A trial court is required to classify debt as either maritalor separate debt and then, following classification, value both types of debt. Byrd v. Owens, 86 N.C. App. 418, 424, 358 S.E.2d 102, 106 (1987) ("If the debt is classified as separate, the court must value it and then, pursuant to N.C.G.S. Sec. 50-20(c)(1) consider it in making a distribution."). "Marital debt" is debt that is incurred during the marriage and before the date of separation, by either spouse or both spouses, for the joint benefit of the parties. Riggs v. Riggs, 124 N.C. App. 647, 652, 478 S.E.2d 211, 214 (1996), disc. review denied, 345 N.C. 755, 485 S.E.2d 297 (1997). The party who claims that any debt is marital bears the burden of proof on that issue and must show both the value of the debt on the date of separation and that it was incurred during the marriage for the joint benefit of the husband and wife. Id.
    Defendant argues that her uncontradicted testimony indicated that both the MBNA and First USA credit card debts represented expenses incurred in relation to her employment during the marriage and prior to the parties' separation and are therefore marital debt. Defendant paid these debts using the $48,000.00 settlement proceeds. Similarly, defendant contends that the trial court erred in failing to list the Lowe's credit card debt as a marital debt. Defendant testified that this credit card was used to make improvements to the parties' Tryon, North Carolina home, which the parties stipulated was marital property. Plaintiff did not offer evidence to refute defendant's proof regarding the credit cards.
    The trial court did not classify or value the MBNA, First USA, and Lowe's credit card debts. Instead, the trial court noted onlygenerally that defendant had testified that she paid some large credit card debts during the marriage out of her settlement proceeds, but that "there was some dispute in the parties' respective testimony as to the exact breakdown of what various charges were for." It was the trial court's responsibility to resolve that dispute; it did not do so. We, therefore, remand for the trial court to make findings of fact regarding whether the MBNA, First USA, and Lowe's credit card debts constituted marital or separate debt and for a valuation of those debts. See Byrd, 86 N.C. App. at 424, 358 S.E.2d at 106 (reversing equitable distribution order for failure to classify and value debt).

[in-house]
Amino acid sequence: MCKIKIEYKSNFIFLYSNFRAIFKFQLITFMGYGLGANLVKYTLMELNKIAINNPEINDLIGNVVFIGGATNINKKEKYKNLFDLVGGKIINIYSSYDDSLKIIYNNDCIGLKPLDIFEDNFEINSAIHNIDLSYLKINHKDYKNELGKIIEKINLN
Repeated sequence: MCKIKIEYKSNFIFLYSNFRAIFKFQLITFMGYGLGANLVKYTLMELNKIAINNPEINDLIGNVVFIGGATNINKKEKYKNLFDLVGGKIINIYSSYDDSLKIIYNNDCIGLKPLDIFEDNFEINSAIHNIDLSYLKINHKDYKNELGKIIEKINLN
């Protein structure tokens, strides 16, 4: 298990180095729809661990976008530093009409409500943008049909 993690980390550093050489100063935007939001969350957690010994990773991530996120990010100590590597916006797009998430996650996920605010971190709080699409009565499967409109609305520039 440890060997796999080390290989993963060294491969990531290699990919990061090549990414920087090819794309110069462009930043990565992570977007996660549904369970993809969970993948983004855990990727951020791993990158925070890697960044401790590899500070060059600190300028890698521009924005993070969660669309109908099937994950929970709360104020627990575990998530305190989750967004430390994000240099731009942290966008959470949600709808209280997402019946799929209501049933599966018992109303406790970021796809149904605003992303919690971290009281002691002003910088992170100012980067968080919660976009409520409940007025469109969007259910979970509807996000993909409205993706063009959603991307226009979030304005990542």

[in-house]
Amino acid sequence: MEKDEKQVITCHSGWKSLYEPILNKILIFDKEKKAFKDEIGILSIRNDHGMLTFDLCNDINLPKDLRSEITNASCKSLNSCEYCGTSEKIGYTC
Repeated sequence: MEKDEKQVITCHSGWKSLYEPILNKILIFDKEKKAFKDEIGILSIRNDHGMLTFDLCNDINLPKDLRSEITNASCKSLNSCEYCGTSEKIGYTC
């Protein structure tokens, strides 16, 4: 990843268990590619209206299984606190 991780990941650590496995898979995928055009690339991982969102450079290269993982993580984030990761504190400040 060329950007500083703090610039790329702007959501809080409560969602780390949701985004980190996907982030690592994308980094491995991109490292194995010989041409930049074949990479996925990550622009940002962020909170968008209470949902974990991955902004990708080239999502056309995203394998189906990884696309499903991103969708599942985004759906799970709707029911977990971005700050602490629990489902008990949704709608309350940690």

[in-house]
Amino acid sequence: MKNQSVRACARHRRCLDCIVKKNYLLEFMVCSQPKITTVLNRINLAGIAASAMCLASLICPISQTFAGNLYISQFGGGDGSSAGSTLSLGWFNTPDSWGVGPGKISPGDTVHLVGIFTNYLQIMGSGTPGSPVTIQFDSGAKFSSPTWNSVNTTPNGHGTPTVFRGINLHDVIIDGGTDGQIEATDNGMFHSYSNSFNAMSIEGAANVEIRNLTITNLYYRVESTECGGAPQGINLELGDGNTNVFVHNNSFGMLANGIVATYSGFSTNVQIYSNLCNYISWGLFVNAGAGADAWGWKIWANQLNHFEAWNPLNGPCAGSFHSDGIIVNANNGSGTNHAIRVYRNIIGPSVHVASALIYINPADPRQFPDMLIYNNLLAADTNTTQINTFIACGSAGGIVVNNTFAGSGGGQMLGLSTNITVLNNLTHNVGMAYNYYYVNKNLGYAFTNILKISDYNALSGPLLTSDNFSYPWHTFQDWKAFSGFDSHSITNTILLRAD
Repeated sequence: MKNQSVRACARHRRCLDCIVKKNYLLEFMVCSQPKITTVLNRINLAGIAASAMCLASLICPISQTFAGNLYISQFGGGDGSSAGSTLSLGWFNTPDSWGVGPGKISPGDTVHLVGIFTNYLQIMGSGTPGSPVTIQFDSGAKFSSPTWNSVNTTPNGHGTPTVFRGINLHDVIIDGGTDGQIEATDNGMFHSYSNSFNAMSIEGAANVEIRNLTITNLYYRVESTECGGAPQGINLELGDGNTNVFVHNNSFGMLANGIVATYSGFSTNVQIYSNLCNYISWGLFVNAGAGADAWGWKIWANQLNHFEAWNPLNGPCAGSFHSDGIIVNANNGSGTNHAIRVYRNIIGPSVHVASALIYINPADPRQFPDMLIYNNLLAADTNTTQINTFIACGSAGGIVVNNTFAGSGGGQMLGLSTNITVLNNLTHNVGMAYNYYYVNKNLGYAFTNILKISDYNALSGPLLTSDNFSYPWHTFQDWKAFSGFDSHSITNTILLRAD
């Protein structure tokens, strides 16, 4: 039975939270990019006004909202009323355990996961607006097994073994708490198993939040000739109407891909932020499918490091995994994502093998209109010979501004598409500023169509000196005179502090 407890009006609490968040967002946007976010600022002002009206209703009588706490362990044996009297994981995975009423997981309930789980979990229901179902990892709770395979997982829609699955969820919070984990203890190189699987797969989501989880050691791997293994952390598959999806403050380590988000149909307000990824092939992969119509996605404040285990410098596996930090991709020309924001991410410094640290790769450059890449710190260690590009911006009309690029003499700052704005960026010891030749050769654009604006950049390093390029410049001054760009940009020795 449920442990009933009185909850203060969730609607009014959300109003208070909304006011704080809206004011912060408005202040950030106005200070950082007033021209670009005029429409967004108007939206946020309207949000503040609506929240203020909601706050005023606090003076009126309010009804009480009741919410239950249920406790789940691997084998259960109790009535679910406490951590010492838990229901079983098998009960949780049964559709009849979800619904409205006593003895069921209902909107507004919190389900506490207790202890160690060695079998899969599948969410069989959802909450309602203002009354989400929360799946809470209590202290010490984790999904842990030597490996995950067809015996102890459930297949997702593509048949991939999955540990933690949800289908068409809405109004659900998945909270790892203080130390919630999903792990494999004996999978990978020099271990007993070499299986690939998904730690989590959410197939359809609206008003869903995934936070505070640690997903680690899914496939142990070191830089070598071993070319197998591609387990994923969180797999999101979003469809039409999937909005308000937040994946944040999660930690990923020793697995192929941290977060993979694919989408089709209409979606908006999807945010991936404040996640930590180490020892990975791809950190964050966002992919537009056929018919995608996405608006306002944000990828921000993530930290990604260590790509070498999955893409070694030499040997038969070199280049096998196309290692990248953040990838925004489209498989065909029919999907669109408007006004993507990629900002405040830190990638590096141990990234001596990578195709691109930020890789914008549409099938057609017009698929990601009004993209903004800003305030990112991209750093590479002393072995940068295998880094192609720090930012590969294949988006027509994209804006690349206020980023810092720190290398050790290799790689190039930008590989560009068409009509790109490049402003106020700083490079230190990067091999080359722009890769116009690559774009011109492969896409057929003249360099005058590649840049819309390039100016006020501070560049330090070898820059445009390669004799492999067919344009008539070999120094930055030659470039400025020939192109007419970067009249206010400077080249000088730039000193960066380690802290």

Defendant argues that the trial court erred in finding that all of the Sun Life IRA account and $41,235.00 of the Edward Jones SEP account were marital property. We disagree as to the IRA account, but remand for further findings as to the SEP account.
    With respect to the IRA account, it appears from the record that defendant liquidated her account with the Franciscan Health System of South Carolina, Inc. profit sharing plan. Instead of immediately rolling the profit sharing funds over into the Sun Life IRA, defendant used some or all of those funds to pay her taxes. She then earned enough money in her employment to reconstitute the profit sharing plan funds before the 60-day deadline for rolling over the funds. The actual source of the funds for the IRA was thus defendant's earnings and not any separate property. See Wade v. Wade, 72 N.C. App. 372, 382, 325 S.E.2d 260, 269 (propertyobtained with marital funds is marital property), disc. review denied, 313 N.C. 612, 330 S.E.2d 616 (1985). This assignment of error is overruled.
    As to the SEP account, the record reveals that the account was created using a mixture of defendant's separate funds and marital funds. Defendant testified that she started the account in 1994 with $10,000.00 of separate funds and $17,000.00 or $18,000.00 in marital funds. According to defendant, no further money was deposited after 1994, but the account increased in value to $51,235.00.
    An increase in value of separate property may be due to either "passive" or "active" appreciation. Passive appreciation of separate property _ an enhancement of value due solely to inflation, changing economic conditions, or other circumstances beyond the control of either spouse _ remains separate property. Stewart, 141 N.C. App. at 248, 541 S.E.2d at 217. Any increase in value due to active appreciation _ referring to "financial or managerial contributions of one of the spouses to the separate property during the marriage" _ is marital property. Id.